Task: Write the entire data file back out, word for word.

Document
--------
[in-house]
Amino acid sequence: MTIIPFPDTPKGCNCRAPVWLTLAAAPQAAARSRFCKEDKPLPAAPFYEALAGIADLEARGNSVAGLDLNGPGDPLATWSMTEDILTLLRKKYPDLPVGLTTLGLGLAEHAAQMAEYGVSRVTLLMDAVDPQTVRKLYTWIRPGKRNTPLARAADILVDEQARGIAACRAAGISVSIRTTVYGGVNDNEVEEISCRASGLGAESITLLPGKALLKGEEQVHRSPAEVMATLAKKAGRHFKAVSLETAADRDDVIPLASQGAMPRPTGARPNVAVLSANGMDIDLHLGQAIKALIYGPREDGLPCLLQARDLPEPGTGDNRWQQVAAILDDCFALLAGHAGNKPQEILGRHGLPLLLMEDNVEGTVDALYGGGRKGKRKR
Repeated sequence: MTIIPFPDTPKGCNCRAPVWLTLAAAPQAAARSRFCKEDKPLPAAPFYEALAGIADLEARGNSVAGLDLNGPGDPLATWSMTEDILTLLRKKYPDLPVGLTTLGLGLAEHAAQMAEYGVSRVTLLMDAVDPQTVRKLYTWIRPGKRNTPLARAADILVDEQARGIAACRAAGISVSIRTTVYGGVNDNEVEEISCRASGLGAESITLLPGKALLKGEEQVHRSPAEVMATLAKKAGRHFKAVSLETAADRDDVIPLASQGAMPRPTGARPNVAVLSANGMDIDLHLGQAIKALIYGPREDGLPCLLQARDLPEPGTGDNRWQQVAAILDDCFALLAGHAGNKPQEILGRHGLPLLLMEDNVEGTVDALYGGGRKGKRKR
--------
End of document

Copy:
[in-house]
Amino acid sequence: MTIIPFPDTPKGCNCRAPVWLTLAAAPQAAARSRFCKEDKPLPAAPFYEALAGIADLEARGNSVAGLDLNGPGDPLATWSMTEDILTLLRKKYPDLPVGLTTLGLGLAEHAAQMAEYGVSRVTLLMDAVDPQTVRKLYTWIRPGKRNTPLARAADILVDEQARGIAACRAAGISVSIRTTVYGGVNDNEVEEISCRASGLGAESITLLPGKALLKGEEQVHRSPAEVMATLAKKAGRHFKAVSLETAADRDDVIPLASQGAMPRPTGARPNVAVLSANGMDIDLHLGQAIKALIYGPREDGLPCLLQARDLPEPGTGDNRWQQVAAILDDCFALLAGHAGNKPQEILGRHGLPLLLMEDNVEGTVDALYGGGRKGKRKR
Repeated sequence: MTIIPFPDTPKGCNCRAPVWLTLAAAPQAAARSRFCKEDKPLPAAPFYEALAGIADLEARGNSVAGLDLNGPGDPLATWSMTEDILTLLRKKYPDLPVGLTTLGLGLAEHAAQMAEYGVSRVTLLMDAVDPQTVRKLYTWIRPGKRNTPLARAADILVDEQARGIAACRAAGISVSIRTTVYGGVNDNEVEEISCRASGLGAESITLLPGKALLKGEEQVHRSPAEVMATLAKKAGRHFKAVSLETAADRDDVIPLASQGAMPRPTGARPNVAVLSANGMDIDLHLGQAIKALIYGPREDGLPCLLQARDLPEPGTGDNRWQQVAAILDDCFALLAGHAGNKPQEILGRHGLPLLLMEDNVEGTVDALYGGGRKGKRKR